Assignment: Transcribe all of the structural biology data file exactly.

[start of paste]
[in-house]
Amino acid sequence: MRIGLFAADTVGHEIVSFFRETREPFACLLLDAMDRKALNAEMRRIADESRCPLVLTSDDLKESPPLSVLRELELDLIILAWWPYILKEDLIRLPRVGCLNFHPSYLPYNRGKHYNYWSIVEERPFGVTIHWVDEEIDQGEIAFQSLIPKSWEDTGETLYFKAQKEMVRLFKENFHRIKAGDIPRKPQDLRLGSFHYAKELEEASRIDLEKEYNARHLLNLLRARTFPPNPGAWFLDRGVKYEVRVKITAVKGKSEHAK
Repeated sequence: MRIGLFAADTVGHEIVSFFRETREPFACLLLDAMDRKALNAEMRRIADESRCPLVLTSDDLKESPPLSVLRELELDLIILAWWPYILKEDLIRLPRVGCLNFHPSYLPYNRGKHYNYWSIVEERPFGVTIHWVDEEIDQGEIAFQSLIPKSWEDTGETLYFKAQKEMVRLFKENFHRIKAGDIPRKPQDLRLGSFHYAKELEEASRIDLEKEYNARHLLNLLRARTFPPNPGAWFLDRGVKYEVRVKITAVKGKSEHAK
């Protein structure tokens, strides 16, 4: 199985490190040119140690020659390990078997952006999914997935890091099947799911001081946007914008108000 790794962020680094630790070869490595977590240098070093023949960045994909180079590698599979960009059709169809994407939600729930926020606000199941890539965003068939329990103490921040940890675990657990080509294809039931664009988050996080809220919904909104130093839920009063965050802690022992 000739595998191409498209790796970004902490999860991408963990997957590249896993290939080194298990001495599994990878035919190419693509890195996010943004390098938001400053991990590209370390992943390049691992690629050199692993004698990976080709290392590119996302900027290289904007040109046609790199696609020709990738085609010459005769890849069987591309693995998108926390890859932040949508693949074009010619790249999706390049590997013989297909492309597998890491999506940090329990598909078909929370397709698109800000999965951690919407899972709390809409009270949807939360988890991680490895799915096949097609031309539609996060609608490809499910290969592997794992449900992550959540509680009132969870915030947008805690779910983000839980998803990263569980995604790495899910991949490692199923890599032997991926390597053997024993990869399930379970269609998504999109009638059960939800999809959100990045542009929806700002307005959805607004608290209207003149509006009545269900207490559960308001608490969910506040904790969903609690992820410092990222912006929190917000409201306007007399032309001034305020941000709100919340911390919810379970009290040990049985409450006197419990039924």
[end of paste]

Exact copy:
[in-house]
Amino acid sequence: MRIGLFAADTVGHEIVSFFRETREPFACLLLDAMDRKALNAEMRRIADESRCPLVLTSDDLKESPPLSVLRELELDLIILAWWPYILKEDLIRLPRVGCLNFHPSYLPYNRGKHYNYWSIVEERPFGVTIHWVDEEIDQGEIAFQSLIPKSWEDTGETLYFKAQKEMVRLFKENFHRIKAGDIPRKPQDLRLGSFHYAKELEEASRIDLEKEYNARHLLNLLRARTFPPNPGAWFLDRGVKYEVRVKITAVKGKSEHAK
Repeated sequence: MRIGLFAADTVGHEIVSFFRETREPFACLLLDAMDRKALNAEMRRIADESRCPLVLTSDDLKESPPLSVLRELELDLIILAWWPYILKEDLIRLPRVGCLNFHPSYLPYNRGKHYNYWSIVEERPFGVTIHWVDEEIDQGEIAFQSLIPKSWEDTGETLYFKAQKEMVRLFKENFHRIKAGDIPRKPQDLRLGSFHYAKELEEASRIDLEKEYNARHLLNLLRARTFPPNPGAWFLDRGVKYEVRVKITAVKGKSEHAK
């Protein structure tokens, strides 16, 4: 199985490190040119140690020659390990078997952006999914997935890091099947799911001081946007914008108000 790794962020680094630790070869490595977590240098070093023949960045994909180079590698599979960009059709169809994407939600729930926020606000199941890539965003068939329990103490921040940890675990657990080509294809039931664009988050996080809220919904909104130093839920009063965050802690022992 000739595998191409498209790796970004902490999860991408963990997957590249896993290939080194298990001495599994990878035919190419693509890195996010943004390098938001400053991990590209370390992943390049691992690629050199692993004698990976080709290392590119996302900027290289904007040109046609790199696609020709990738085609010459005769890849069987591309693995998108926390890859932040949508693949074009010619790249999706390049590997013989297909492309597998890491999506940090329990598909078909929370397709698109800000999965951690919407899972709390809409009270949807939360988890991680490895799915096949097609031309539609996060609608490809499910290969592997794992449900992550959540509680009132969870915030947008805690779910983000839980998803990263569980995604790495899910991949490692199923890599032997991926390597053997024993990869399930379970269609998504999109009638059960939800999809959100990045542009929806700002307005959805607004608290209207003149509006009545269900207490559960308001608490969910506040904790969903609690992820410092990222912006929190917000409201306007007399032309001034305020941000709100919340911390919810379970009290040990049985409450006197419990039924």